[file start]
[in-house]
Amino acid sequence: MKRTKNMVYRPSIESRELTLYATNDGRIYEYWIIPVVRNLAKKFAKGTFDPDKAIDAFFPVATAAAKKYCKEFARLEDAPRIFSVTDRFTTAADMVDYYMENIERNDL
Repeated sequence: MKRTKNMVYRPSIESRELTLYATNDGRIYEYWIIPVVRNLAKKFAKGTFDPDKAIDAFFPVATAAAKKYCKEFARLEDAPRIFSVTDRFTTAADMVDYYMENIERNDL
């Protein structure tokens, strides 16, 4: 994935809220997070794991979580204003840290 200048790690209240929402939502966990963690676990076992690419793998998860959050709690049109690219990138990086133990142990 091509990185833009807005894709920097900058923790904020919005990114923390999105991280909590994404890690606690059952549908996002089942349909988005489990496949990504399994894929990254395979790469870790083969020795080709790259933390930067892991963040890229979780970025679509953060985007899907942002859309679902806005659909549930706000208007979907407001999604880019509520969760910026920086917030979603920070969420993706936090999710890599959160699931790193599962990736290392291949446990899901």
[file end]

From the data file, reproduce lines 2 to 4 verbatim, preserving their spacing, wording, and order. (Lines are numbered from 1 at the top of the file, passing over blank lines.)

Amino acid sequence: MKRTKNMVYRPSIESRELTLYATNDGRIYEYWIIPVVRNLAKKFAKGTFDPDKAIDAFFPVATAAAKKYCKEFARLEDAPRIFSVTDRFTTAADMVDYYMENIERNDL
Repeated sequence: MKRTKNMVYRPSIESRELTLYATNDGRIYEYWIIPVVRNLAKKFAKGTFDPDKAIDAFFPVATAAAKKYCKEFARLEDAPRIFSVTDRFTTAADMVDYYMENIERNDL
């Protein structure tokens, strides 16, 4: 994935809220997070794991979580204003840290 200048790690209240929402939502966990963690676990076992690419793998998860959050709690049109690219990138990086133990142990 091509990185833009807005894709920097900058923790904020919005990114923390999105991280909590994404890690606690059952549908996002089942349909988005489990496949990504399994894929990254395979790469870790083969020795080709790259933390930067892991963040890229979780970025679509953060985007899907942002859309679902806005659909549930706000208007979907407001999604880019509520969760910026920086917030979603920070969420993706936090999710890599959160699931790193599962990736290392291949446990899901």